I was not religious, but upon hearing the faint tones of the organ carried on the wind playing hymns that I neither recognised from wedding nor funeral; no Here Comes the Bride nor Jerusalem nor God is my Shepherd and witness to this dark tableau unfolding before me, I cried dry tears and I prayed. I prayed from the depths of my heart that I would make it through the doors of the church and find my wife safely waiting inside. Lo, though I walk through the valley of death … but my feet did not step on pastures green but sunk into deep snow and remnants of discarded and defiled putrefied human flesh.
But I did manage to reach the doors of the church, so engrossed were those demons in their disgusting activities that despite the chattering of my teeth that echoed inside my skull like the beating of an ominous drum, I managed to sneak past them.
Next to the church door I noticed the sign, over the paintwork declaring this to be the ‘Church of St. Beda of the Lakes’ crudely gouged into the woodwork as if by razor sharp talons, were the letters, ‘CTHULHU’. This word or name was entirely alien to my vocabulary, never had I heard it before nor did I know even how to pronounce it; yet there was something intrinsically familiar about it, as if it were engraved into the primal racial memory of mankind. The mere sight of it sent a chilling rivulet of fear coursing through my veins and resonating in every cell of my body.
I found the door unlocked and I entered the church.
I closed the door behind me and even before I turned to behold the scene before me; a nauseating stench crept into my nostrils, bringing bile to my mouth from my virtually empty stomach. It was an aroma of foetid and fungal incense, the smell of burnt tallow and rotten fish, the reek of human sweat, of damp dog and of abattoir floor. Yet this assault to my senses was nothing to what my eyes would witness next.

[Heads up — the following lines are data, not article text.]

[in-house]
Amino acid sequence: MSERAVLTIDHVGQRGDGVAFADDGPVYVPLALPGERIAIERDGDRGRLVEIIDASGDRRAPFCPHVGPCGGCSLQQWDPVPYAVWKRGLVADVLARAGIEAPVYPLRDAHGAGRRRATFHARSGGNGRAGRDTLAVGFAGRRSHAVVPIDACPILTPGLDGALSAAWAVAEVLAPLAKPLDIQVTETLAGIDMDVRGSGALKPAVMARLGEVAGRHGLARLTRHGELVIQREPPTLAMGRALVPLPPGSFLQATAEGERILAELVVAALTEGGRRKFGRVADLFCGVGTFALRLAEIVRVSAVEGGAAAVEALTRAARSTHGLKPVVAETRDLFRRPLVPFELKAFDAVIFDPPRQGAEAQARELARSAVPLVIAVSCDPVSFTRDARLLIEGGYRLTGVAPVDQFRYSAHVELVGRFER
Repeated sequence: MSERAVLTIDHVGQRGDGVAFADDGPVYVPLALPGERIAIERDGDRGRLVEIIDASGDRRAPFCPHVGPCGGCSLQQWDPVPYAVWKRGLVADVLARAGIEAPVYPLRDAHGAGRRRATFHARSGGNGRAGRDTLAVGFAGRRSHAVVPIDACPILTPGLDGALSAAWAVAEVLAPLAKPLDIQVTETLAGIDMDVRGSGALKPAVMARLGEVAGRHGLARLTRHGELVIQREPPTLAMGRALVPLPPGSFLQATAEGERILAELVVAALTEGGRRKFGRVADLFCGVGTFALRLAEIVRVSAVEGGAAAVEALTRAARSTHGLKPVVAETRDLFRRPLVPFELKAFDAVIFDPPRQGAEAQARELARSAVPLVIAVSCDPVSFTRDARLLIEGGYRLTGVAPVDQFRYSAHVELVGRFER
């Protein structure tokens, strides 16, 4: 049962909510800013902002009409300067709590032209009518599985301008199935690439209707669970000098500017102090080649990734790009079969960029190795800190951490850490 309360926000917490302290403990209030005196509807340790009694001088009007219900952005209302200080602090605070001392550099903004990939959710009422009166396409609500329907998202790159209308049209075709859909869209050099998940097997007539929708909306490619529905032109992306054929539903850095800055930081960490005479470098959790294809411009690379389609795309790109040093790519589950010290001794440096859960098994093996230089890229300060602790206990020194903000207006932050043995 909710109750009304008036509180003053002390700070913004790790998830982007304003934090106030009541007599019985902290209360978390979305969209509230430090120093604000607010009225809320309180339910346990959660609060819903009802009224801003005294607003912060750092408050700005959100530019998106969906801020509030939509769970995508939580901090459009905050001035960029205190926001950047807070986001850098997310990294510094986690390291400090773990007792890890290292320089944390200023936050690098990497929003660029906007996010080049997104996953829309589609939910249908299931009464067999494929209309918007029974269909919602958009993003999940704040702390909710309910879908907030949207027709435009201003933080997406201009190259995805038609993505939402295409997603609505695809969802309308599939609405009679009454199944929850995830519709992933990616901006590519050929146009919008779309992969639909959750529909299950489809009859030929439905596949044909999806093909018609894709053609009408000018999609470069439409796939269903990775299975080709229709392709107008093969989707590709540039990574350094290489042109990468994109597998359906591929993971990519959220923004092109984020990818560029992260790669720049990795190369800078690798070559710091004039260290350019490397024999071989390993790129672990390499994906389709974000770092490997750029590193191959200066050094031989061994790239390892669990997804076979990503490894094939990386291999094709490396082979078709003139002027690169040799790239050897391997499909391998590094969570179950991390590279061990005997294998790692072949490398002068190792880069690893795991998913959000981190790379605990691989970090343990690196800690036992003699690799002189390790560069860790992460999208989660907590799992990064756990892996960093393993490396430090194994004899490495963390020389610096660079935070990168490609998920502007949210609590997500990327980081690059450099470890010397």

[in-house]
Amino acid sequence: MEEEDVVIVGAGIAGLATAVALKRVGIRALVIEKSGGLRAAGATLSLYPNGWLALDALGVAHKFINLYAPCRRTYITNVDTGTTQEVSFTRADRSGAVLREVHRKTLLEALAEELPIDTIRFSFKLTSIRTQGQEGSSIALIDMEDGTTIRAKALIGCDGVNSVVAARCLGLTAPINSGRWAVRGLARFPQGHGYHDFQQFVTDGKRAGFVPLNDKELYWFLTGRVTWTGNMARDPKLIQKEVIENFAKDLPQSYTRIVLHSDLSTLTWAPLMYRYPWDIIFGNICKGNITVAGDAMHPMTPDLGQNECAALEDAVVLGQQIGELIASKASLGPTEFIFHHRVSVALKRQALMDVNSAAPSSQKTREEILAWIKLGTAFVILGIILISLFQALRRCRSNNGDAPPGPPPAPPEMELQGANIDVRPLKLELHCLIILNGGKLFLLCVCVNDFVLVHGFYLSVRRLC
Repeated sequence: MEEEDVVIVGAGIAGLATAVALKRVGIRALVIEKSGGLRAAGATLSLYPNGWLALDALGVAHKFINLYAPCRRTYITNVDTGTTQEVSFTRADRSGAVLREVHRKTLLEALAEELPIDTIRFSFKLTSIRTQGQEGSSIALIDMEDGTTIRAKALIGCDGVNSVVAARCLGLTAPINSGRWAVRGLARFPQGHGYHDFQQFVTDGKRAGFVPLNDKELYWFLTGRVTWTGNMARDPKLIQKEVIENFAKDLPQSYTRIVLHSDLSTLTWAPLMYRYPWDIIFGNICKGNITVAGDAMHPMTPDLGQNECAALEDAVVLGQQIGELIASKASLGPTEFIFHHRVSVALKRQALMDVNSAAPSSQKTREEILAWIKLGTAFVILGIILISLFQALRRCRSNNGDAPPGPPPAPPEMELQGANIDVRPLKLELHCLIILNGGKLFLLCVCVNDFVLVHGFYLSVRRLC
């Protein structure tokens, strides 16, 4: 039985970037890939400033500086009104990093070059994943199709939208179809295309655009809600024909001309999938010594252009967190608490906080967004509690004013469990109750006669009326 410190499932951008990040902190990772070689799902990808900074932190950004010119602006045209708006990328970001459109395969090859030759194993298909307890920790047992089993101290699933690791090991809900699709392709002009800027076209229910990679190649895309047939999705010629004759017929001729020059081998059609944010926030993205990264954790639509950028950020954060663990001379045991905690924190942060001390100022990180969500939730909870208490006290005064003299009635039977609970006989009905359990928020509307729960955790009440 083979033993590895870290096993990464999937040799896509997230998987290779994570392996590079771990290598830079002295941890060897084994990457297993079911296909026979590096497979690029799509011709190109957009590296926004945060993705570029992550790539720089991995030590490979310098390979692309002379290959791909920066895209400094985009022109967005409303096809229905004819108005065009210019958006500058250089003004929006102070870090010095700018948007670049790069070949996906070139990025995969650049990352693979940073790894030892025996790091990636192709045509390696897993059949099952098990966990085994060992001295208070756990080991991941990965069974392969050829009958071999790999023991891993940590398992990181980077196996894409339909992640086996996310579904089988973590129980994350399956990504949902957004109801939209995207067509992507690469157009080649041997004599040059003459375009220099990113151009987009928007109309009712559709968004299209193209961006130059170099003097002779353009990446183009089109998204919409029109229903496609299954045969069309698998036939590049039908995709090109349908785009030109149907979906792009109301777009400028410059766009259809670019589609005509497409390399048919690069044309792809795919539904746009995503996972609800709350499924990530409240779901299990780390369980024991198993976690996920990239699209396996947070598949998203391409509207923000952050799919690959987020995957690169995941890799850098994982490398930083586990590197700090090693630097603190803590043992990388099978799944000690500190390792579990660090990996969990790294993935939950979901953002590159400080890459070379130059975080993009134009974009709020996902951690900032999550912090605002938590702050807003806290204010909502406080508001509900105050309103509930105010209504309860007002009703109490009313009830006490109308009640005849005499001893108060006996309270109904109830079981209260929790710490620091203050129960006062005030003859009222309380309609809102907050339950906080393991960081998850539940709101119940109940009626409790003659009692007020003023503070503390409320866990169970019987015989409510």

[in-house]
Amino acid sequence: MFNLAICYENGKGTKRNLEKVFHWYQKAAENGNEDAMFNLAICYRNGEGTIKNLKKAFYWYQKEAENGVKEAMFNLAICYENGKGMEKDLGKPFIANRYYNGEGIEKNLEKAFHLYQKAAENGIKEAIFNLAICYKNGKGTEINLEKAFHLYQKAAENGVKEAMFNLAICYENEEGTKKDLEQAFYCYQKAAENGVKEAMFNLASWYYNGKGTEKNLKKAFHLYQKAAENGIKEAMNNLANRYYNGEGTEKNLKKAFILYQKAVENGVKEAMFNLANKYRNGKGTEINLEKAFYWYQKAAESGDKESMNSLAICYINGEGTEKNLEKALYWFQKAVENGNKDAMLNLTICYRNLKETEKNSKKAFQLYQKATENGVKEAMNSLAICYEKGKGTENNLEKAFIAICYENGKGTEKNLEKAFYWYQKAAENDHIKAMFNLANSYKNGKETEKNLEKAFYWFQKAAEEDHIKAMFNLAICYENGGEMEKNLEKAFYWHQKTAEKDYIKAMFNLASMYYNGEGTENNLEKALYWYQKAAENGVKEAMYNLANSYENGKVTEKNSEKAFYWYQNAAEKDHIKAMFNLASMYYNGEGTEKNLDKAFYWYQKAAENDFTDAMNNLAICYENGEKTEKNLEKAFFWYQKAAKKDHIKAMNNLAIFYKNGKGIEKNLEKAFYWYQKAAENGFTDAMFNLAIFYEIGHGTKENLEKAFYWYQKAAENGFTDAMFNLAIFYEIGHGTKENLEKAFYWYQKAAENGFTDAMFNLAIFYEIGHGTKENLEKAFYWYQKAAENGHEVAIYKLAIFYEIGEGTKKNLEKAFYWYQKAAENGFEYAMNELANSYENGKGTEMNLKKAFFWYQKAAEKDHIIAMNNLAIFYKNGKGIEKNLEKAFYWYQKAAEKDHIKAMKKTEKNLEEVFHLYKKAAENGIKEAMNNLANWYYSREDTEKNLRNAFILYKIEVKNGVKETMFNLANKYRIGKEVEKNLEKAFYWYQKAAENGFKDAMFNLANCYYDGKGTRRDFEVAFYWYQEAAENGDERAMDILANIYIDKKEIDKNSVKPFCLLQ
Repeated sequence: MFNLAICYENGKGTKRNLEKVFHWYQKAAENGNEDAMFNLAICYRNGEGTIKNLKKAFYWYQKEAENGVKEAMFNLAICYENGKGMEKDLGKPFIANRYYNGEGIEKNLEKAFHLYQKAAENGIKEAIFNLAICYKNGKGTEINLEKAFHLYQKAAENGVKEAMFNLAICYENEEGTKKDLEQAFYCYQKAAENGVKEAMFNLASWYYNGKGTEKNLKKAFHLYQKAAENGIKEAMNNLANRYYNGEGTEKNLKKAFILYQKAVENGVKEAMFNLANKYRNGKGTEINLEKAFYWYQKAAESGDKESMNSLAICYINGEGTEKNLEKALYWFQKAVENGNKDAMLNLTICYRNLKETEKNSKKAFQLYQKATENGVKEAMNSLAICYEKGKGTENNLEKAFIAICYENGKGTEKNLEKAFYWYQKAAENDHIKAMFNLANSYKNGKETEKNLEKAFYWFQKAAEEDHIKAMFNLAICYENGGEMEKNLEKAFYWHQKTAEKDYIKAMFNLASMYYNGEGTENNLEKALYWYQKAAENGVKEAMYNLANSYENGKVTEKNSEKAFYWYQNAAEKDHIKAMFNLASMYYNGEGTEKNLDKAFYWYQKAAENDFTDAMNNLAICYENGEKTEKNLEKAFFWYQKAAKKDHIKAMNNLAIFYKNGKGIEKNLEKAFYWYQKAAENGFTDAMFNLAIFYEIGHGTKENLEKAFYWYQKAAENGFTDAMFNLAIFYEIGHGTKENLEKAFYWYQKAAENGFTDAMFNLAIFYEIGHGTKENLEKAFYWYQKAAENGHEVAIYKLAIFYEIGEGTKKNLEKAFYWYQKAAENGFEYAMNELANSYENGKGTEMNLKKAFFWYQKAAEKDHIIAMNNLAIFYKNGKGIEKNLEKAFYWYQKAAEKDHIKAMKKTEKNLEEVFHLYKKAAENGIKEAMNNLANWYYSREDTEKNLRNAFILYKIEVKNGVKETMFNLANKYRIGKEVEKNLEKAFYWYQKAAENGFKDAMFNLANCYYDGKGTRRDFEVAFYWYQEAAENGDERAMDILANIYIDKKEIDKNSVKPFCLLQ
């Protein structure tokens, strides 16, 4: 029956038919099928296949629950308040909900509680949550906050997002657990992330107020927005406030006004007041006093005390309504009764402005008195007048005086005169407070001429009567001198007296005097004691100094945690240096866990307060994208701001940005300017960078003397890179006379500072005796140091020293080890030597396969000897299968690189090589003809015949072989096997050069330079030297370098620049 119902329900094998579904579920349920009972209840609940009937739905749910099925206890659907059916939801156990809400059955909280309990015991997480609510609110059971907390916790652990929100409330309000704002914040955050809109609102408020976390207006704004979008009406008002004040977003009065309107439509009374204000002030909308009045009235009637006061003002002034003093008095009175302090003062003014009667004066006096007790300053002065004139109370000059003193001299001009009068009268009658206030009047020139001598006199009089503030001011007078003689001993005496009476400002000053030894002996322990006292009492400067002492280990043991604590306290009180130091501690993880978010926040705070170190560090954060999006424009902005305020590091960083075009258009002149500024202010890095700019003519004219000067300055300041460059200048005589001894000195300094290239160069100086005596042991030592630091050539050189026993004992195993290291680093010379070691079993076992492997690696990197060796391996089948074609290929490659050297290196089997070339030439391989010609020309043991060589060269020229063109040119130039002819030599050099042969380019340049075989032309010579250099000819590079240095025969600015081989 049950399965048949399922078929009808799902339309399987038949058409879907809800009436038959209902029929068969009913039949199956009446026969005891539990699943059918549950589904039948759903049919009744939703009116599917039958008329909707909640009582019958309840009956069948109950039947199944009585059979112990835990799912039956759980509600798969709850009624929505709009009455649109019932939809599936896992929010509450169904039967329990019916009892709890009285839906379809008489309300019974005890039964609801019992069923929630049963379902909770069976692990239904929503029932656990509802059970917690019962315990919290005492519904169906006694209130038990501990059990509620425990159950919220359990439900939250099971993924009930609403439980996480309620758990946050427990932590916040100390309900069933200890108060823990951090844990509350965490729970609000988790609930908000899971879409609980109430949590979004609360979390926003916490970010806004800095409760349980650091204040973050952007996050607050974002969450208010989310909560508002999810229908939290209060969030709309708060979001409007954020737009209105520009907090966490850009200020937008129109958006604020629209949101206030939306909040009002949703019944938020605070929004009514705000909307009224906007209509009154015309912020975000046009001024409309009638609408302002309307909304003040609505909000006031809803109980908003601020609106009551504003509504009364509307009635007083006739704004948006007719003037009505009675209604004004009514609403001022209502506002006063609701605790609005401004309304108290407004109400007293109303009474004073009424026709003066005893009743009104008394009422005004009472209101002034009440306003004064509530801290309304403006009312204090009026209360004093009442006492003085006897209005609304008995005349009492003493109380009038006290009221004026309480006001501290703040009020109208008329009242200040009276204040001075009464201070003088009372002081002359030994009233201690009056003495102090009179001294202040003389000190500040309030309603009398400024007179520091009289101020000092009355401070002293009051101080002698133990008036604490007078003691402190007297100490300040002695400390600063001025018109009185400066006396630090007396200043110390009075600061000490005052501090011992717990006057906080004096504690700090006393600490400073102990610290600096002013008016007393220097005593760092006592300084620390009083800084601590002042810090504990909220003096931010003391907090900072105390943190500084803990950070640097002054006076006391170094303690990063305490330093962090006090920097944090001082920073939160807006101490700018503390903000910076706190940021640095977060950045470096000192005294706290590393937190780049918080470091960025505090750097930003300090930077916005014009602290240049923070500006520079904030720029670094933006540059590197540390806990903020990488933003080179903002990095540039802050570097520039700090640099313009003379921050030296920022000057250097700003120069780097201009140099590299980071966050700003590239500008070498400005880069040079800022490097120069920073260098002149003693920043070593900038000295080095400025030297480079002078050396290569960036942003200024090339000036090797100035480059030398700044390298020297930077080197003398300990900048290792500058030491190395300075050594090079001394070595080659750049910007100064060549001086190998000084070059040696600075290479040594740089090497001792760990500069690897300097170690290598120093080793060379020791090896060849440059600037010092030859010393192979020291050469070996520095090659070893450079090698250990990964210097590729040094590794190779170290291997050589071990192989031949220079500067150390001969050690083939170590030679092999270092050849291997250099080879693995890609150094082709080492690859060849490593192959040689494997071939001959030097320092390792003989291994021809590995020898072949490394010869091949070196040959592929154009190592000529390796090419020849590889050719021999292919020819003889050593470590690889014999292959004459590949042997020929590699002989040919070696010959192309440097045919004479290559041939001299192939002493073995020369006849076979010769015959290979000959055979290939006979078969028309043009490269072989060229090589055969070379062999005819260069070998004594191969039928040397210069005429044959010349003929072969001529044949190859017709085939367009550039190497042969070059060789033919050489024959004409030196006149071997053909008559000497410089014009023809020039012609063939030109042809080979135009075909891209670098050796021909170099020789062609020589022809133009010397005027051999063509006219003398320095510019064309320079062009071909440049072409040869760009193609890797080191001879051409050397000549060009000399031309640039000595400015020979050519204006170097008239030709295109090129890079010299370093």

My eyes accustomed to the air thick with incense smoke and steam and I viewed ahead of me first, seated in the back rows a number of figures wearing white satin hooded cloaks, men women and children and from front to rear they were rising in turn and filing down the nave as if going to receive Eucharist. Ahead of them the first few pews had been ripped out and thrown in a pile in the transept of the church. On top of this stack of wood were broken crucifixes, smashed statues of saints and ripped religious paintings. Quickly scanning the church I noticed in their place hung and stood instead horrendous icons of bizarre improbable angles and shapes. Upon the altar stood to one side a statue of a woman, her gender identifiable only by her swollen breasts, her head and lower quarters being a tangle of tentacles. On the other side was a carving of creature of an amphibious aspect and between them, taking precedence was a strange chimera – part humanoid, part octopus and bearing a pair of bat –like wings. Yet the living horrors I beheld in that once holy building were more dreadful still. A number of the devil-dog creatures milled about the church, some sitting as devoutly as parishioners at prayer, others were moving out of the side door.